But clearly not everyone experiences the world in this way.  Here Taylor’s distinction between take and spin is important.  A take is a construal of life that is open to the viability of other takes.  A spin is a construal of life that does not understand itself as a spin and has no capacity to grant plausibility to another alternative.  So there are two primary differences: The way one imagines the world (transcendent/open to Other or immanent/closed to Other) and the way one construes one’s imagined world (take and spin).  This creates a fascinating quadrant of possibilities, which Taylor charts in this way:


Spin is smug and certain.  Take is open and vulnerable.  It is a fascinating thesis that religious fundamentalists share something deep with the exclusive humanists of the academy.  Both have a certain code fixation (“No Dancing”; “No hate speech”).  And both have a certainty of their convictions and an unwillingness to see the plausibility of another alternative.

Taylor thinks (and I tend to agree) that that is not where most of us live.  We are either transcendents who “get” how our neighbors are so unreligious.  Or we are agnostics, atheists, and nominally religious people who wonder if there is something else.  As an example of the former, I think of even C.S. Lewis who said that after his conversion he was tempted to disbelieve in God mainly when he stayed in strange hotel rooms.  And as an example of the latter, Smith cites the novelist Julian Barnes: “I don’t believe in God, but I miss him.”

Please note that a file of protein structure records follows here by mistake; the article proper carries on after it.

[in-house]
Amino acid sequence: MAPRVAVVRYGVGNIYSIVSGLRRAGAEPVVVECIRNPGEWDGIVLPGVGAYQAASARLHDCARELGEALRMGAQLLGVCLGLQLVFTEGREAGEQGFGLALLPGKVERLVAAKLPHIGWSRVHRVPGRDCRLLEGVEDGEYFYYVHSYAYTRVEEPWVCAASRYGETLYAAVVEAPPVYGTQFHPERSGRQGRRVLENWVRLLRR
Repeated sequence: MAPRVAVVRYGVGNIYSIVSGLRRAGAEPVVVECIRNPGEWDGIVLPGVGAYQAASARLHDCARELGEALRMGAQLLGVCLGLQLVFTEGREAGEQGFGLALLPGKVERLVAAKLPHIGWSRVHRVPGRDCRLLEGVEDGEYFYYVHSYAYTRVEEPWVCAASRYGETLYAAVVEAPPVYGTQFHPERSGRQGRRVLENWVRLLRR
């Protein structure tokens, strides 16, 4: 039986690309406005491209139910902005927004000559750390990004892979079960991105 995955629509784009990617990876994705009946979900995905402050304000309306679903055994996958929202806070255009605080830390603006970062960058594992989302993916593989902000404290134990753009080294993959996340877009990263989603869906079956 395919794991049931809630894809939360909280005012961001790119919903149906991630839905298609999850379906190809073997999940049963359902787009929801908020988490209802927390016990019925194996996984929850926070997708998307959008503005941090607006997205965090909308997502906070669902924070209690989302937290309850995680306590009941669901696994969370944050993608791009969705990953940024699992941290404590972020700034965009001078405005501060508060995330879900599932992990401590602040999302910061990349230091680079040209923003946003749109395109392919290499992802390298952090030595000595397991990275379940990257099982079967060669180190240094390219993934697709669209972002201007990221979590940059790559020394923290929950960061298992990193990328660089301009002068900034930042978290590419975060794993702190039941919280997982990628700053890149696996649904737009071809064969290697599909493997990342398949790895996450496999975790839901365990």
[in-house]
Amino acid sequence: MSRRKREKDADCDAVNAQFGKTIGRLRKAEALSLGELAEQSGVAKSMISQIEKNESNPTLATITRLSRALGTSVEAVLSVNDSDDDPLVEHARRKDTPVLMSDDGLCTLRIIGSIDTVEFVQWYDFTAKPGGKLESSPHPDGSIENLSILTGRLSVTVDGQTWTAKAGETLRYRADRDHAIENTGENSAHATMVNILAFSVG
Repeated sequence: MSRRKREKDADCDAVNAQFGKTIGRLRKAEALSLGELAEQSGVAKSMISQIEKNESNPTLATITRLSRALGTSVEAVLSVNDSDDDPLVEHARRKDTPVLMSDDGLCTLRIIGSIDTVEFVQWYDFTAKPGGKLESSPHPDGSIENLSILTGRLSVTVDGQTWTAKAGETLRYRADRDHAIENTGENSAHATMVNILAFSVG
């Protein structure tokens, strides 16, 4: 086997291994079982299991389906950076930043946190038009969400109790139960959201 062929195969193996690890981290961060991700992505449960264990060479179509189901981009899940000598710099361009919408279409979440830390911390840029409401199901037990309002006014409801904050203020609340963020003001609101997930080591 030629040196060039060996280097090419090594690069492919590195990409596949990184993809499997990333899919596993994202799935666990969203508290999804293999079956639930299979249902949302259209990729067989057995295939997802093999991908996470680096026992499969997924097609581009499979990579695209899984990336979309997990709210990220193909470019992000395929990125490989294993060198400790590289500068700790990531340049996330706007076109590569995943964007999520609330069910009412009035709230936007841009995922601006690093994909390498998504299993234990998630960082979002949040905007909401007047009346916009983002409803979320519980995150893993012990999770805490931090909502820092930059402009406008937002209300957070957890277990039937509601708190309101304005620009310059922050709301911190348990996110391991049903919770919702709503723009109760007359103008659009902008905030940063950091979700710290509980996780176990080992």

There is much more to say about Taylor’s account of what it feels like to live in a secular3 space, but I will stop summarizing and start applying this.  What does all this matter?  What possible significance for a school like Trinity?  I think that there are enormous implications for how we deliver our Christian mission (“to teach within the framework of Christian faith and conviction”).  Here are a few incipient thoughts, which need much more baking:

  1. We say we want to educate within a “framework of Christian faith and conviction.”  Taylor helps us see how this cannot be done apart from thinking and addressing a Christian social imagination--that is, a way of experiencing the world together with others in a way that helps us live in the cross-currents of the immanent frame.  Worldview must involve the heart and the imagination, not just the reason and even belief.
  2. For this work, a humble and open and vulnerable posture will do more to help students live as Christians in a secular3 age than an attempt to give them certainty and the right answers.  We can give them the right answers, but we know that they will be buffeted by the wrong answers too and that it is futile to try to create a world where they will not feel that pressure. Rather, we want to help them live as Christians with a faith that is strong but also “fragile.”  Fragility is not always a sign of weakness; it is a condition of our age.  Learn to live well with it.
  3. Many of our families, both churched and unchurched, will come to us without a strong commitment to the transcendent.  Being religious or even “Christian” is no guarantee that people will understand that there is something more important than their own human flourishing.  There are Christian versions of Immanent commitment.  Our curriculum and teaching needs to address this.  This may be one of our greatest challenges, because the fundamental commitment to human flourishing in this world is a strong pull and it will not give up ground easily.  It is certain to come in conflict with a fully biblical understanding of God’s purposes in the world, which involve humanity but do not center on it.
  4. Some of our Christian families will be in the Transcendent Spin category--they will be so sure of their convictions that they will see alternatives as simply wrong and unthinkable, or maybe just straw men to take down.  We share a Christian commitment with them, but I agree with Taylor and Smith that this way of being Christian in the world will not lead us where we want to go.  We cannot go back to a world where belief is taken for granted.  We cannot shout down the other side.  Welcome to modernity.